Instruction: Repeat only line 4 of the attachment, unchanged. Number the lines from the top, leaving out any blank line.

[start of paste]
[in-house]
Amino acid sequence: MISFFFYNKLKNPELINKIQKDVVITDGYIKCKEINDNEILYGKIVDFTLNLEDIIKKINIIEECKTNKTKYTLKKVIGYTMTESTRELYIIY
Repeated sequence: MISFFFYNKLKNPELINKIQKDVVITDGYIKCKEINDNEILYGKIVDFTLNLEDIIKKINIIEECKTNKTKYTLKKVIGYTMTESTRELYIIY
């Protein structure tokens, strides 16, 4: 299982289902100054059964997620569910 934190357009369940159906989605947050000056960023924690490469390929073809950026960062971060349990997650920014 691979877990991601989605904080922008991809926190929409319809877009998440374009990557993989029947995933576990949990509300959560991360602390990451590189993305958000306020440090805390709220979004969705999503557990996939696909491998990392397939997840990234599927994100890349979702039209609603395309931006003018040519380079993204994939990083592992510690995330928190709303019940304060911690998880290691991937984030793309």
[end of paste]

């Protein structure tokens, strides 16, 4: 299982289902100054059964997620569910 934190357009369940159906989605947050000056960023924690490469390929073809950026960062971060349990997650920014 691979877990991601989605904080922008991809926190929409319809877009998440374009990557993989029947995933576990949990509300959560991360602390990451590189993305958000306020440090805390709220979004969705999503557990996939696909491998990392397939997840990234599927994100890349979702039209609603395309931006003018040519380079993204994939990083592992510690995330928190709303019940304060911690998880290691991937984030793309």